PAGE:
The meeting for the day held three parts, with every staff member included, divided into groups of about twelve. We had challenges as icebreakers, getting to compete for the prize of a standing ovation by the losers. Because of time constraints, this might be similar to the sharing time discussed earlier. But when there is a longer period of time available, even at different times during the year, it is important for the class to play together, with different people and in different groups. Building community in shared experiences is important for successful learning to take place.
We had quiet reading time to read and annotate articles concerning recent research that show the attributes of current and successful models of professional development and evaluation. This gave us additional topic knowledge as a reference when we talked. If all must be done in class, teaching students how to prepare for an activity (read and annotate with sticky notes, highlight key points, familiarize oneself with available materials, etc.) and giving time to prepare is important for optimal success.
We met and brainstormed lists of different traits that were thought to be important to include in our model, and then we argued, explained, talked some more, found examples, and finalized the list. Each group had a designated facilitator, who then reported the group’s conclusions to the larger staff when we gathered after each session. Each person in the individual groups contributed to the conversations whether new staff or veterans. The facilitators chosen were mostly new staff. Giving students in a class experiences with new kinds of groups, or random groups with different people taking leadership roles changes the dynamic of the group, offering chances to those that don’t always contribute.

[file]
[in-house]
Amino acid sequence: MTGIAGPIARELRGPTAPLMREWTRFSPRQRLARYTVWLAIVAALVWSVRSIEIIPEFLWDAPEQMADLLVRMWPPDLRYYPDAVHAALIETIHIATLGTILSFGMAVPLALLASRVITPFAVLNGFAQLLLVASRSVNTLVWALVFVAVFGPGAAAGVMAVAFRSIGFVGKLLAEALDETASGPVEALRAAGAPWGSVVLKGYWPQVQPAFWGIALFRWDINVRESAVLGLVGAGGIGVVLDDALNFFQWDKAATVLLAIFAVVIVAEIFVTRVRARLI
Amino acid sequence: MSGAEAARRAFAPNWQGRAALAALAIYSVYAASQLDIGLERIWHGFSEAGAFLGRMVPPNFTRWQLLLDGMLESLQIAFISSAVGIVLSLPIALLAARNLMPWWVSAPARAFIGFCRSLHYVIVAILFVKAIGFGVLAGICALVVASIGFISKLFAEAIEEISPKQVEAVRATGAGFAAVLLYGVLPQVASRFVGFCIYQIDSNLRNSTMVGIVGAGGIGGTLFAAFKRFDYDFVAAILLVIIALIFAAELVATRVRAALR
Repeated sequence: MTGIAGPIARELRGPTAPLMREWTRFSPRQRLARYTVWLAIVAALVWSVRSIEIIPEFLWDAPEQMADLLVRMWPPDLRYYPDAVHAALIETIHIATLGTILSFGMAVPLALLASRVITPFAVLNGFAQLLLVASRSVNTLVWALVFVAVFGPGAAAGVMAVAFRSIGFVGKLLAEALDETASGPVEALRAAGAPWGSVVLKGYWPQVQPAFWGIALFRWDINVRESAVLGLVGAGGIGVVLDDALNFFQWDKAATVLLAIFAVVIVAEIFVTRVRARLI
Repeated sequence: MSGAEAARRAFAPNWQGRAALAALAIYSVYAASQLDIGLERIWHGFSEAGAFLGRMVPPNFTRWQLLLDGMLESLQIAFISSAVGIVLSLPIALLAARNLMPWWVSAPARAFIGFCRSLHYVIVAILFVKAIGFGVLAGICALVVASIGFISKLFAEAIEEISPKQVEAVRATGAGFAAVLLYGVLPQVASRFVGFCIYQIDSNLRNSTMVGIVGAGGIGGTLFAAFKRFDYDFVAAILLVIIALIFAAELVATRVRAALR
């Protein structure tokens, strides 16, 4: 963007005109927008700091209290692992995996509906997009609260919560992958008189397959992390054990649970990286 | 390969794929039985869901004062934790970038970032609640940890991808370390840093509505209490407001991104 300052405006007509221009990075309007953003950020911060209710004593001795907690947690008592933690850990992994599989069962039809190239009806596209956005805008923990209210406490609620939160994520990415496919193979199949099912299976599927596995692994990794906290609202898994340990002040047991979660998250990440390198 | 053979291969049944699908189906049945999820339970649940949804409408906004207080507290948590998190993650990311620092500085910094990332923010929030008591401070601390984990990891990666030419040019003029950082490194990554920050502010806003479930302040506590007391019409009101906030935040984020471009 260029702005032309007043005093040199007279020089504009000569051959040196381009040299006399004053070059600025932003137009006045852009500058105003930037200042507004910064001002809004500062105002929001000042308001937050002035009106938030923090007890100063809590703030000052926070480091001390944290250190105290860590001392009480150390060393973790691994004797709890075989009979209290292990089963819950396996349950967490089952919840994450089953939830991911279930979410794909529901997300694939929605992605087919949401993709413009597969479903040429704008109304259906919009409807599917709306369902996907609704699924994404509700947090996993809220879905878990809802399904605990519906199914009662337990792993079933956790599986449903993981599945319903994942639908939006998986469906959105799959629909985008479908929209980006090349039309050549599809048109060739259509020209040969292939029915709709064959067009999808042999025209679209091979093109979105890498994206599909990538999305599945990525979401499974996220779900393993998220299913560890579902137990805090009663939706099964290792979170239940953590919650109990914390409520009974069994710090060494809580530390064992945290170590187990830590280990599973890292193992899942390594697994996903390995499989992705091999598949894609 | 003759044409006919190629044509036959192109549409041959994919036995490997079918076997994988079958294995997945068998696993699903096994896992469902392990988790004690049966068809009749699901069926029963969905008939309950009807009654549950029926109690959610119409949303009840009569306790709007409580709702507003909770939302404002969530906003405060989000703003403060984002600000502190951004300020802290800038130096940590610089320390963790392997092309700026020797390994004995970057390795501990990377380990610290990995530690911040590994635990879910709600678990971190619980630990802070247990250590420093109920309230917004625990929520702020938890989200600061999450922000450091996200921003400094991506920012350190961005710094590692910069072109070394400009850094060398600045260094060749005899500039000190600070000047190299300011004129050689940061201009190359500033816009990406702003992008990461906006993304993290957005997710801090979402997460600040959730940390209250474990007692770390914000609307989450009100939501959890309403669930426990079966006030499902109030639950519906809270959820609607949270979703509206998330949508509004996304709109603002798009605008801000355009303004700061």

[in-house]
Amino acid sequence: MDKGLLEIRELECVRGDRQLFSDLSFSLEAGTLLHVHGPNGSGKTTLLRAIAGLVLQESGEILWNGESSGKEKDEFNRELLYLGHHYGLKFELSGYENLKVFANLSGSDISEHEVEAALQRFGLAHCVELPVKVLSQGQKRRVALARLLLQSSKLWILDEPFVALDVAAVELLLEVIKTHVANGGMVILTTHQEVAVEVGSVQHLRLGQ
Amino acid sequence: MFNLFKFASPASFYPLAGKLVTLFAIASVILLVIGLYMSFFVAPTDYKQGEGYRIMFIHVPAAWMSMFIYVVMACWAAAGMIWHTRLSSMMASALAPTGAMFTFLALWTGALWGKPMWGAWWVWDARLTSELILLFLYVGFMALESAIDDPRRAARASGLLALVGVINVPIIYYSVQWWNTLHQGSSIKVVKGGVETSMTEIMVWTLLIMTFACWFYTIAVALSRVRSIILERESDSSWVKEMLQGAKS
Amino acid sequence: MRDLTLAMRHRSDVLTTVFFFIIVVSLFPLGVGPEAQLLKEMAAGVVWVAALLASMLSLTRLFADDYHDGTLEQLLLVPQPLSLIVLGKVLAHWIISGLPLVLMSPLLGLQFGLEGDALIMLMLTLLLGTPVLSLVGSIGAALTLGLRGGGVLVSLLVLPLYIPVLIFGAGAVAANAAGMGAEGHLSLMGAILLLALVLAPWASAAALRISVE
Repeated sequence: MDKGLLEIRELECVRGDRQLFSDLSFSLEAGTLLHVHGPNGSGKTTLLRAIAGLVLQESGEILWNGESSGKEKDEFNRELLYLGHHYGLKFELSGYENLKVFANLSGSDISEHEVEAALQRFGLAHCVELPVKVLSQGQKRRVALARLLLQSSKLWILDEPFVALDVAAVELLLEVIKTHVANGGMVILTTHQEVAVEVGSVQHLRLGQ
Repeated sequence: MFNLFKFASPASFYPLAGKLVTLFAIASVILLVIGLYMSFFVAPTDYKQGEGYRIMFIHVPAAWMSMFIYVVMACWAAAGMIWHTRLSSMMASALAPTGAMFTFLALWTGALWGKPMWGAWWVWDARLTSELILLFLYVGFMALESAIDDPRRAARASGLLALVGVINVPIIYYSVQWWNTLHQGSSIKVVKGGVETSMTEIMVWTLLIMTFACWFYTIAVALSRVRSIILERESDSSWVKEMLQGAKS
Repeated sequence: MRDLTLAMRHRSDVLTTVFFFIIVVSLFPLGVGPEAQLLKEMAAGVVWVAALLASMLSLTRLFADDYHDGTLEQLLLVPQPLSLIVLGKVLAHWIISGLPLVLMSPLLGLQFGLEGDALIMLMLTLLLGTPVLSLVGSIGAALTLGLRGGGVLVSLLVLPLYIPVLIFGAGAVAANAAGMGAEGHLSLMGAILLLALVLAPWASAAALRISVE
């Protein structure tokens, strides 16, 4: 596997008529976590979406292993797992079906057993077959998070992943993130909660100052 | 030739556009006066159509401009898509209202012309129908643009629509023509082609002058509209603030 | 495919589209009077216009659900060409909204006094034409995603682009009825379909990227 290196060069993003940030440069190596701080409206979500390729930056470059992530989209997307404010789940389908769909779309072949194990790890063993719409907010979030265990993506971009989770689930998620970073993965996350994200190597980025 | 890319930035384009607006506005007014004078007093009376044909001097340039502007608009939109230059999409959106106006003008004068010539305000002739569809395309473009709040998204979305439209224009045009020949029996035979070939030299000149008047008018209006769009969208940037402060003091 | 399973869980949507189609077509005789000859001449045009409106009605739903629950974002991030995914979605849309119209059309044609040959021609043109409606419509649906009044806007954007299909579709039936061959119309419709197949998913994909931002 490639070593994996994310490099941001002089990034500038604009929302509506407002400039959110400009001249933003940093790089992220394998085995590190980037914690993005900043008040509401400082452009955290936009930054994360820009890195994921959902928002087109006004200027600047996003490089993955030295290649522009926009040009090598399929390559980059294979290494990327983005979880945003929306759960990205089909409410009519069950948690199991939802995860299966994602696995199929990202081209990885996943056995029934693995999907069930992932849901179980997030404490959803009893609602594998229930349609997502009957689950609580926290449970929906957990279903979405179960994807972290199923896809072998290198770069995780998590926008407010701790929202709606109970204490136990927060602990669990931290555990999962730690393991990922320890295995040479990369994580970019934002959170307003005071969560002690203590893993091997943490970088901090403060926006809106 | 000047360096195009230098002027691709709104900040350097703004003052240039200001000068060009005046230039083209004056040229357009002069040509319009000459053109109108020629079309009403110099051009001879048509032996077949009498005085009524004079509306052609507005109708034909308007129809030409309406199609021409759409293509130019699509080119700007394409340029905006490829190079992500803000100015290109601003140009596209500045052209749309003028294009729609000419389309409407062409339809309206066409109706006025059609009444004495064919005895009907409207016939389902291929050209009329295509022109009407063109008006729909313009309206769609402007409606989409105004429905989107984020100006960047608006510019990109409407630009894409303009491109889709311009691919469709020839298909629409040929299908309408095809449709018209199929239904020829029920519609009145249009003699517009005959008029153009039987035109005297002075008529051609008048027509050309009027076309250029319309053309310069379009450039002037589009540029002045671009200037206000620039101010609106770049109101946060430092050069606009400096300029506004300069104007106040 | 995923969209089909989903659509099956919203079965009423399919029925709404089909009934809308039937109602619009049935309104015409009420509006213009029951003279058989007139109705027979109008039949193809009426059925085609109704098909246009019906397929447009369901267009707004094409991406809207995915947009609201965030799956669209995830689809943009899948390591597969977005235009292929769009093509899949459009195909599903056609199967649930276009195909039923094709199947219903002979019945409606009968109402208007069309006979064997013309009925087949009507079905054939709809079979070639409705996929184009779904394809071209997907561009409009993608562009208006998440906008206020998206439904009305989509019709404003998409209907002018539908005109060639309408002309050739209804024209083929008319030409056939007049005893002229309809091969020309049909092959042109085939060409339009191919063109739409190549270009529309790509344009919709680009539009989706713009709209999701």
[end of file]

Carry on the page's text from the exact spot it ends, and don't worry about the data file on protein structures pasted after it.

Finally, all the notes were written, reports given, and our head gathered the notes from each leader, with the purpose of synthesizing the notes from all the groups into some kind of whole document, to be examined and discussed again at the next staff meeting. At the end of a lesson, it’s good practice to end with the future plan, what will come next.
At our school, what’s good for the staff is good for the students, and vice versa. There is an emphasis to giving lots of choices at school, which I have written about in an earlier post here. Personal input will occur during the final goal-setting for each staff member, just as each student is considered unique in consideration of personal needs and wants. The retreat days gave us the time to reacquaint ourselves as a community, and to devote quality time in determining what will work best for the culture of our school and for each staff member. WE HAD A GOOD TEACHER!